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The Principle of Parliamentary Sovereignty - Research Paper Example

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The paper describes the concept of parliamentary sovereignty. Parliamentary sovereignty is a politico-legal principle enshrined within the constitution of the United Kingdom. The concept of parliamentary sovereignty connotes that the Parliament stands to be the supreme legal authority in the UK…
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The Principle of Parliamentary Sovereignty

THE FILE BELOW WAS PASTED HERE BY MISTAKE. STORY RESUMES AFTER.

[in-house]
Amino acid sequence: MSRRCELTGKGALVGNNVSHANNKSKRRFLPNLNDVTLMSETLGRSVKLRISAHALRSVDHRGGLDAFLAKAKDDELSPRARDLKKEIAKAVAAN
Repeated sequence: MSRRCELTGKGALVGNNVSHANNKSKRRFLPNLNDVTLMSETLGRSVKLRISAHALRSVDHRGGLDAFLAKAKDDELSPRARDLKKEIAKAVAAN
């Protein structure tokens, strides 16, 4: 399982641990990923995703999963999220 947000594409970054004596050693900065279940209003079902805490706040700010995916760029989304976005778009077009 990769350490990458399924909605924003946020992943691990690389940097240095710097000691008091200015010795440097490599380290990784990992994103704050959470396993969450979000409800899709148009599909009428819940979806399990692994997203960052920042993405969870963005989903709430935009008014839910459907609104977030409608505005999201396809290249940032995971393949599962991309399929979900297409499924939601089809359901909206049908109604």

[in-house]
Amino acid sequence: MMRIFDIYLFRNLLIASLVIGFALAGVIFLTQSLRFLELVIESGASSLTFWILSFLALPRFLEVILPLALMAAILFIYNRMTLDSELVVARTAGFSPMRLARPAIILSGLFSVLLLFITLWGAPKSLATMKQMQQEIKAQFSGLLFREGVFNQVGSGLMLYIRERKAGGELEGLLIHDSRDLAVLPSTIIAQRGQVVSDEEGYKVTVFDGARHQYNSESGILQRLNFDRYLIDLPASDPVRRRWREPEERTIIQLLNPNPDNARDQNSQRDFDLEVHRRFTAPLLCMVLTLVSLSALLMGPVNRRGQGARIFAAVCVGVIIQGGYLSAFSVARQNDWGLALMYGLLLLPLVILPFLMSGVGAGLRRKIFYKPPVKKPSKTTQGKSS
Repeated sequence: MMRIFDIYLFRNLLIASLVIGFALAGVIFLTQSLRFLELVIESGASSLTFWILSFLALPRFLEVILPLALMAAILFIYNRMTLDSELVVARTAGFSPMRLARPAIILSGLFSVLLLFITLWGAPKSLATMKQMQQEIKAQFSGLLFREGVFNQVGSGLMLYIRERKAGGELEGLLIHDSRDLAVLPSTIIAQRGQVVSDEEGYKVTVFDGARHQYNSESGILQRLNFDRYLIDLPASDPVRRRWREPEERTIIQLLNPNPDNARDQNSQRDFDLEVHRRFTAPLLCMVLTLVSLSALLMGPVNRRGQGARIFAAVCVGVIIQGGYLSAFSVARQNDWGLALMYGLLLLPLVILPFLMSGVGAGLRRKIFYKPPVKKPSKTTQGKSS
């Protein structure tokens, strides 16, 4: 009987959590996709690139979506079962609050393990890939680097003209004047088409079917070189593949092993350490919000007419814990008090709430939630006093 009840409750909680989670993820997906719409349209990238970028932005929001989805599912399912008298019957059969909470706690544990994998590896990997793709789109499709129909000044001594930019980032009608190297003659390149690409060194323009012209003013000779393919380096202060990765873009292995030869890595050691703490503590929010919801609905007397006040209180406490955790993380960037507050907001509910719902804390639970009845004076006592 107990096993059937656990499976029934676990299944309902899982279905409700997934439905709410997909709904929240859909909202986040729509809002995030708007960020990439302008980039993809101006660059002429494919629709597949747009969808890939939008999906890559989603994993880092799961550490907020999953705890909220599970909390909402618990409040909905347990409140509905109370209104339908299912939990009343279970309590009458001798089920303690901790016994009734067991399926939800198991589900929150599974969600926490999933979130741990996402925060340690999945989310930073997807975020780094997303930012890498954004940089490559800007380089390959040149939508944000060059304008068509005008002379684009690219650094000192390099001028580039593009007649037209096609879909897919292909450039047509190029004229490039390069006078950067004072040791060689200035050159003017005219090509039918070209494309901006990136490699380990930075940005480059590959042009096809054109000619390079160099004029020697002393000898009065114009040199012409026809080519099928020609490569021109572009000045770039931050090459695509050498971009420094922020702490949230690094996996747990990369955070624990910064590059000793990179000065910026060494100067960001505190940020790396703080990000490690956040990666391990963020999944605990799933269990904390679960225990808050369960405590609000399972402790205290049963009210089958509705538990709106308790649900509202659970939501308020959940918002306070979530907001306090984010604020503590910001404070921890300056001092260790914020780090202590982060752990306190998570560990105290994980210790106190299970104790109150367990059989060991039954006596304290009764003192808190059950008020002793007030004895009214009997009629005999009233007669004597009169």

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Download file to see previous pages The principle of parliamentary sovereignty was held high in Jackson v Attorney-General by Lord Bingham. Jackson v Attorney-General was a pivotal House of Lords case that brings to fore the legality of the Parliament Acts 1911 and 1949 in the context of banning fox hunting by passing the Hunting Act 2004. The Hunting Act 2004 was passed while ascribing to section 2 of the Parliament Act 1911, which was amended by section 1 of Parliament Act 1949, in the sense that the Act was passed sans the consent of the House of Lords after the expiry of the prescribed delay. In that sense, Jackson v Attorney-General stood to be an important case lies within the scope of the principle of parliamentary sovereignty. Within the sphere of the parliamentary sovereignty, Jackson v Attorney-General raised the question raised the questions regarding the validity of all the legislation passed under 1949 Parliament Act as the appellants argued that the Hunting Act passed under the 1949 Parliament Act was invalid, because the parent act was passed while ascribing to the 1911 Act, a privilege that the 1911 Act never intended to allow. Since the Enrolled Bill Doctrine enunciated that the courts of law could not look into the procedural aspects of passed legislation, the bigger question that this case raised was that whether it was allowable to courts to challenge an Act passed by the Parliament. Lord Hope put an end to this controversy by referring to the principle of pre-enactment practice when he said that: “The political reality is that of general acceptance by all the main parties and by both Houses of the amended timetable which the 1949 Act introduced. ...Download file to see next pagesRead More
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